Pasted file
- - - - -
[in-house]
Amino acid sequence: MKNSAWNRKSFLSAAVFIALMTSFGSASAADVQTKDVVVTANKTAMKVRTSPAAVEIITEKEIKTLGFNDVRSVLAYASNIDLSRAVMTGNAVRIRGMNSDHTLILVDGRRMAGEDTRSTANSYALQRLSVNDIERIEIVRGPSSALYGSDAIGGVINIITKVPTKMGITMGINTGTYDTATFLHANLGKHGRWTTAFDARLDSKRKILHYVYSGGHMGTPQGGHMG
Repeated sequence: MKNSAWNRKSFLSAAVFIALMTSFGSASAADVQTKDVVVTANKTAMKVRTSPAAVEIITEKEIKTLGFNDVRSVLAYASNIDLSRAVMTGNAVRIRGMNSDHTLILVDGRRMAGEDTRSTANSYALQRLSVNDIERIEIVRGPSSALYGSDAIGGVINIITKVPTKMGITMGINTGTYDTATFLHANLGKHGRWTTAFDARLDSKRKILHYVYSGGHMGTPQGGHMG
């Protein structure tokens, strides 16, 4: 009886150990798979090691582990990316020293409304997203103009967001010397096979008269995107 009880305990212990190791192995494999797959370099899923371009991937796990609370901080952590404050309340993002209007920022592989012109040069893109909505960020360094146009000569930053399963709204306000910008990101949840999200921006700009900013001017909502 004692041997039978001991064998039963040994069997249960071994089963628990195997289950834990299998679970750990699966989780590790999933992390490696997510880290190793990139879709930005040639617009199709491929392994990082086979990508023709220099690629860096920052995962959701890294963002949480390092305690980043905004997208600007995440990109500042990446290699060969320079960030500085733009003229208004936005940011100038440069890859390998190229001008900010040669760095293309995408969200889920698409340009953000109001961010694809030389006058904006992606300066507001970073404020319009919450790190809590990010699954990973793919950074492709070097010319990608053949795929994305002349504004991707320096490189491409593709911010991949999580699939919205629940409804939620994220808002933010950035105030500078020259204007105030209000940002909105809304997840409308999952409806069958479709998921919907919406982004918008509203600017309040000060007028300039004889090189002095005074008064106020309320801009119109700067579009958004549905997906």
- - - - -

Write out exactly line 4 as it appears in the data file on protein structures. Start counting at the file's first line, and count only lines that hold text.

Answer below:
């Protein structure tokens, strides 16, 4: 009886150990798979090691582990990316020293409304997203103009967001010397096979008269995107 009880305990212990190791192995494999797959370099899923371009991937796990609370901080952590404050309340993002209007920022592989012109040069893109909505960020360094146009000569930053399963709204306000910008990101949840999200921006700009900013001017909502 004692041997039978001991064998039963040994069997249960071994089963628990195997289950834990299998679970750990699966989780590790999933992390490696997510880290190793990139879709930005040639617009199709491929392994990082086979990508023709220099690629860096920052995962959701890294963002949480390092305690980043905004997208600007995440990109500042990446290699060969320079960030500085733009003229208004936005940011100038440069890859390998190229001008900010040669760095293309995408969200889920698409340009953000109001961010694809030389006058904006992606300066507001970073404020319009919450790190809590990010699954990973793919950074492709070097010319990608053949795929994305002349504004991707320096490189491409593709911010991949999580699939919205629940409804939620994220808002933010950035105030500078020259204007105030209000940002909105809304997840409308999952409806069958479709998921919907919406982004918008509203600017309040000060007028300039004889090189002095005074008064106020309320801009119109700067579009958004549905997906």